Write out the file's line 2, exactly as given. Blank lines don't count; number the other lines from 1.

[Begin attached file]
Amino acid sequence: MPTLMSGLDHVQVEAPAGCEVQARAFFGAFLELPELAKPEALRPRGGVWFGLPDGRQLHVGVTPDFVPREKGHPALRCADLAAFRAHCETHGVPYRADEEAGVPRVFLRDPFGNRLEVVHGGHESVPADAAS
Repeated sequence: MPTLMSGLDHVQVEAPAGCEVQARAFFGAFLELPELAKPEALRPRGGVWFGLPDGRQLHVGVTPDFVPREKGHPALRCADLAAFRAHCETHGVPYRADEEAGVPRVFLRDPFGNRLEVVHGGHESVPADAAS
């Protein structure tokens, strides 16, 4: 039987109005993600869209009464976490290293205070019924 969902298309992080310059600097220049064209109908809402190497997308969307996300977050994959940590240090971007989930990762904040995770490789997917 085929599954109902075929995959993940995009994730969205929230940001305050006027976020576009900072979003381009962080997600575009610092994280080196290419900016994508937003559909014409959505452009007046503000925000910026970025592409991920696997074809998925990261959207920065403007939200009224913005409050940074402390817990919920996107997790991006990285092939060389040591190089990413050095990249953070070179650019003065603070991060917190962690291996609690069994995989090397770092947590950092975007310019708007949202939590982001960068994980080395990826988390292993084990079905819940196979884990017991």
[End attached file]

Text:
Repeated sequence: MPTLMSGLDHVQVEAPAGCEVQARAFFGAFLELPELAKPEALRPRGGVWFGLPDGRQLHVGVTPDFVPREKGHPALRCADLAAFRAHCETHGVPYRADEEAGVPRVFLRDPFGNRLEVVHGGHESVPADAAS